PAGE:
What causes the facing-the-viewer bias?
How do we construct a coherent interpretation of the world when incoming data are often incomplete, noisy, and ambiguous? What guiding principles are used by our visual system in order to create such a reliable ‘reality’? These questions, and more, have guided recent research at the BioMotion Lab. In our lab we often use minimalistic representations of humans in motion (‘biological motion’ stimuli) to ask how we perceive when stimuli are inherently ambiguous. Look at the point-light walker in this BMLWalker Demo. Is the walker facing you or is it facing away from you?
Most observers would see the walker facing the viewer – even though the stimulus itself does not contain any information whatsoever as to what the answer to the above question is. The stimulus is completely devoid of any depth cues. A person that consists of only a few small dots with everything else being invisible would generate the very same image when seen from the front as when seen from the back.
Depth ambiguous representations of human figures can be perceived in different configurations. The figure below demonstrates two types of such representations. The silhouette, B, and the stick figure, C, correspond precisely to both the human figures depicted in A and D. The stimuli shown in B and C can be interpreted as corresponding to either the ‘facing towards’ or ‘facing away’ configurations because the depth-ordering of the features in each representation is ambiguous. With stimuli like the one shown in C, observers are biased to perceive the stimulus facing towards the viewer (that is, C is more likely to be perceived as representing the person in A rather than D). This is known as the ‘facing-the-viewer bias’.
Why then do we perceive the walker as facing us rather than facing away? There are a at least two possible answers to that question and our lab is right at the centre of the debate which one is correct. Literally! The divide between the two theories goes right through the lab. Compare Adam Heenan’s paper in PLoS ONE to the paper by Seamas Weech which appeared today in the Journal of Vision. We thoroughly recommend reading both articles and comparing the conclusions reached in each paper if you are interested in understanding the crux of the matter.
The conclusion: Both theories are correct to some degree. One cause for the facing-the-viewer bias, however, seems to be much more prominent than the other. Find out which it is.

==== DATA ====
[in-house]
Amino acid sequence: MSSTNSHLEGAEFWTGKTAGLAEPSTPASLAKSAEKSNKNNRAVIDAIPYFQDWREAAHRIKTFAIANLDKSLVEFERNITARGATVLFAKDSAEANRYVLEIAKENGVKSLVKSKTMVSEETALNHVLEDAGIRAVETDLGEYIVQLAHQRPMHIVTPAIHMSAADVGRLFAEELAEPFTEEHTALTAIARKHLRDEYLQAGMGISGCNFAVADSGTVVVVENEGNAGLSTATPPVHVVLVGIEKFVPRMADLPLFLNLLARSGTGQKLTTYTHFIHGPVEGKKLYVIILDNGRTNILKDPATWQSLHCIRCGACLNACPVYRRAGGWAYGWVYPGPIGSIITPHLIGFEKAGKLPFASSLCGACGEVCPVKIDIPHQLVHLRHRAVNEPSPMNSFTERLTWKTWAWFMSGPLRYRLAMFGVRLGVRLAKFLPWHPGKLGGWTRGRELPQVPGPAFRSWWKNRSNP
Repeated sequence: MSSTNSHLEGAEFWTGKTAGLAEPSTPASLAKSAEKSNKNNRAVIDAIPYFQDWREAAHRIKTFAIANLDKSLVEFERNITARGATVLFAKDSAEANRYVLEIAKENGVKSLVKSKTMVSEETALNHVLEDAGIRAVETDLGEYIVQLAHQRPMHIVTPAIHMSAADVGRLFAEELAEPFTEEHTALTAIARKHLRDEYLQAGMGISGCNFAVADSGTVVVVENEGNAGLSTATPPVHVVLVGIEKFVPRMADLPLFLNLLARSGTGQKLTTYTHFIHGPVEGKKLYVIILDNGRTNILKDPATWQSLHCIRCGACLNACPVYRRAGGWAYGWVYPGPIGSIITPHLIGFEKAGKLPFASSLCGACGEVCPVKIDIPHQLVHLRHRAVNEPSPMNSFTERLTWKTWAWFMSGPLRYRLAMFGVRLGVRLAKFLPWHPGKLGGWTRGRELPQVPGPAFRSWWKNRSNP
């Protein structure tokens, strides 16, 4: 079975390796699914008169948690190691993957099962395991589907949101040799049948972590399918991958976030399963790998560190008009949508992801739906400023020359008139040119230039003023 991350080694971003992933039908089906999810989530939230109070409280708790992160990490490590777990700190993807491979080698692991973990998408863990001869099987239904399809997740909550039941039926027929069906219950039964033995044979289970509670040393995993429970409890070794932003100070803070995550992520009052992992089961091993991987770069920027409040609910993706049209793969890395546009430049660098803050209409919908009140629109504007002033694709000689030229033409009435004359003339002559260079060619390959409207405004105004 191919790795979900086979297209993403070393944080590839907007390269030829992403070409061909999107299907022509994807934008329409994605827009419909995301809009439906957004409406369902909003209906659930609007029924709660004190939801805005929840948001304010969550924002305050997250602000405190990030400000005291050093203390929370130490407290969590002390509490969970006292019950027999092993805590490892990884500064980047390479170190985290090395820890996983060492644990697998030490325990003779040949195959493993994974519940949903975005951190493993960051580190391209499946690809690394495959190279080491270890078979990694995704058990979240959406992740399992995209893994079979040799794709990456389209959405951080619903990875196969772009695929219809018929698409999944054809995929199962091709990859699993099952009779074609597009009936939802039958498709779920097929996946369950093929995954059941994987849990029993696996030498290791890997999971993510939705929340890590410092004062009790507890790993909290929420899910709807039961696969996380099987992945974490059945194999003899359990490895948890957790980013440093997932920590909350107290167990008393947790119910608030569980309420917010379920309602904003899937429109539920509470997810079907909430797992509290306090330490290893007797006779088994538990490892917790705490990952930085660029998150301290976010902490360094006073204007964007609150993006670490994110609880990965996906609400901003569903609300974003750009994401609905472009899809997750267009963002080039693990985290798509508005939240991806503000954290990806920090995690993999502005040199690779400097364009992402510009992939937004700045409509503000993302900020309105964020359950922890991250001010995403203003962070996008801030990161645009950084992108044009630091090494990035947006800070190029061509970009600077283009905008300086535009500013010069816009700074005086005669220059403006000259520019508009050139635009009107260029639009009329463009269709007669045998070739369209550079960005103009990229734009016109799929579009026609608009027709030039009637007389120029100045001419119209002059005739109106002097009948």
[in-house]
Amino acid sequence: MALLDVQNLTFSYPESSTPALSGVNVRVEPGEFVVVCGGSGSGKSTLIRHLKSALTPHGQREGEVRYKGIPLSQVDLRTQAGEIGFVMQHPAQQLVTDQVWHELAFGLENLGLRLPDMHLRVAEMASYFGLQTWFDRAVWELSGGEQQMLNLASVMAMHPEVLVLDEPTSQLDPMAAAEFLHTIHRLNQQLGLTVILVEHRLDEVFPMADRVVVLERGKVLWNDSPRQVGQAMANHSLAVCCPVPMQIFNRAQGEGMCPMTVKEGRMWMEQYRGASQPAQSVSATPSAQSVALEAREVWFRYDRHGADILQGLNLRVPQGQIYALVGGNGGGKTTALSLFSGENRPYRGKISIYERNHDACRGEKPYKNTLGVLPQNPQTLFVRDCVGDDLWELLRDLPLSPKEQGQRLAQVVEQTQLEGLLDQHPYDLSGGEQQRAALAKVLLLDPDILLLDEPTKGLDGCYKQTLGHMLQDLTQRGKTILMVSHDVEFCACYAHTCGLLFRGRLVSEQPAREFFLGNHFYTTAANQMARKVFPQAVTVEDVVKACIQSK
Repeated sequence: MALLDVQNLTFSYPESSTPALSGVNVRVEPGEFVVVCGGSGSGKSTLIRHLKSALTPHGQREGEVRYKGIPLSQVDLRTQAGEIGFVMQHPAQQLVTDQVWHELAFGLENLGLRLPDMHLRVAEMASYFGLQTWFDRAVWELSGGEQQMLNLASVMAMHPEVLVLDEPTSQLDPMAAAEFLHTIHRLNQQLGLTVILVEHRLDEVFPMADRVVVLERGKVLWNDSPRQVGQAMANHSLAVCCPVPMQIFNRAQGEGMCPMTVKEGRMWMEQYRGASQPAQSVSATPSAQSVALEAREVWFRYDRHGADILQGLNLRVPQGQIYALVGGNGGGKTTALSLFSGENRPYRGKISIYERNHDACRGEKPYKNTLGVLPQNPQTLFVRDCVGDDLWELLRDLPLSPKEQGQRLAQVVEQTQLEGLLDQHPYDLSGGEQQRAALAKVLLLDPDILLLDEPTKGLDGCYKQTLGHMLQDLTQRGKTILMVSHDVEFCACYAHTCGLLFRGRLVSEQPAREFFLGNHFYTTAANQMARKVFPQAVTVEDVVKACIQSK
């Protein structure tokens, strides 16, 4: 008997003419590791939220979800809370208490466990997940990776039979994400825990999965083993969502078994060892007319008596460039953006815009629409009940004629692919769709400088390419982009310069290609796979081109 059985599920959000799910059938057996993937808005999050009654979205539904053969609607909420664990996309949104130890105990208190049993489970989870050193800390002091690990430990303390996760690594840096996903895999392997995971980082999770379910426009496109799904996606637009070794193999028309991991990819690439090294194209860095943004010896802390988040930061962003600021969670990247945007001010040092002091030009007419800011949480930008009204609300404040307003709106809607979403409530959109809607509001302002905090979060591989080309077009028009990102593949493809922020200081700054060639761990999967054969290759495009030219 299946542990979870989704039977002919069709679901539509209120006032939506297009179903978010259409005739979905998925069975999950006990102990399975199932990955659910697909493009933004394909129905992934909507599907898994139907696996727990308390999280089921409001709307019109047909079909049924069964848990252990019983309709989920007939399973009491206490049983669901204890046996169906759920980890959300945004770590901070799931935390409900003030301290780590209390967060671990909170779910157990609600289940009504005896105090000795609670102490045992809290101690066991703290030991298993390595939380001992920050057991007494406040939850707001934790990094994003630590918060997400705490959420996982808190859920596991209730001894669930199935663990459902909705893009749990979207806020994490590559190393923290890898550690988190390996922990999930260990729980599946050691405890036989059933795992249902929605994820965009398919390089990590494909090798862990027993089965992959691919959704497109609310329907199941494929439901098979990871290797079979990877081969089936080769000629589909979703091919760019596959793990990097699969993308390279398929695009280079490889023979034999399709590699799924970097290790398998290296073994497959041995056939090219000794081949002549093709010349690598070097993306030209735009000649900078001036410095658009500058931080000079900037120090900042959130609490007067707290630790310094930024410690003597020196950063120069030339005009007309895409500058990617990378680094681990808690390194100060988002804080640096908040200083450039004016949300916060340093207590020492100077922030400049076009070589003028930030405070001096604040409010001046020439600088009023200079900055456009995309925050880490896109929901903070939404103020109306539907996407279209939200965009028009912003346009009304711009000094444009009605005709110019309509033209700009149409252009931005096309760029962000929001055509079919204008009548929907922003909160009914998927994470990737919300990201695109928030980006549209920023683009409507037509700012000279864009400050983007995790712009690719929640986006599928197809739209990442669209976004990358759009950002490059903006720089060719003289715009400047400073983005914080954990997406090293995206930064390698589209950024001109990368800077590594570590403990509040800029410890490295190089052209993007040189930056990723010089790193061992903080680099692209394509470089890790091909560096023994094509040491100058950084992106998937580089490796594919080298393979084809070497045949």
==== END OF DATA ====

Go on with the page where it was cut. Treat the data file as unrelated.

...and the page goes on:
It has been suggested previously that the facing-the-viewer bias might exist for sociobiological reasons: Mistaking another human as retreating when they are actually approaching could have more severe consequences than the opposite error. Implied in this hypothesis is that the facing-towards percept of biological motion stimuli is potentially more threatening. Measures of anxiety and the facing-the-viewer bias should therefore be related, as researchers have consistently found that anxious individuals display an attentional bias towards more threatening stimuli. In our experiments, we found that physical exercise and progressive muscle relaxation reduced facing-the-viewer biases when participants observed full point-light displays, but not when they observed only partial displays that also exhibit facing-the-viewer bias. The results provide further support that the facing-the-viewer bias for biological motion stimuli is related to the sociobiological relevance of such stimuli.
Research has shown that a sociobiological explanation cannot explain a variety of findings related to the facing-the-viewer bias. Instead, it has been suggested that some low-level stimulus properties of the point-light displays influence observers’ judgments of in-depth orientation. In this study, we examined perceptions of a series of depth-ambiguous stick figures and silhouettes to determine the stimulus properties that influence judgments of facing directions. Results of our first experiment indicated that silhouettes do not elicit facing-the-viewer bias, whereas almost all stick figures that were tested produced strong biases. We hypothesized that the ambiguous surface normals on the lines and dots that comprise stick figures are prone to a visual bias that assumes surfaces to be convex. We tested this idea in our second experiment by adding dots to the elbows and knees of silhouettes, and found biases consistent with the facing directions implied by a globally convex body surface. The findings support the hypothesis that that the facing-the-viewer bias is established at the level of surface reconstruction from local image features rather than on a semantic level.
The silhouette illusion published online in 2003 by Japanese Flash designer Nobuyuki Kayahara has received substantial attention from the online community for many years. One feature that seemed to make it interesting was an apparent rotational bias: Observers see it spinning more often clockwise than counter-clockwise. In this study, we showed that this rotational bias is in fact due to the visual system’s preference for viewpoints from above rather than from below.
The movie demonstrates the depth ambiguity of the silhouette in the centre. That silhouette can be interpreted in two ways. The two interpretations differ in the perceived order of the surfaces of the body in depth as can be seen in the figure below the movie. The left column illustrates the interpretation in which we look at the figure’s back in the first frame (top). The figure then rotates clockwise as we go though the sequence of frames (from top to bottom). Note, that we also look at it from a slightly elevated viewpoint (10 deg). In the right column we illustrate the other interpretation. We look at the front of the figure in the first frame, the figure rotates counter-clockwise, and the viewpoint is 10 deg from below.
The two interpretations differ from each other in terms of a mirror reversal about the image plane.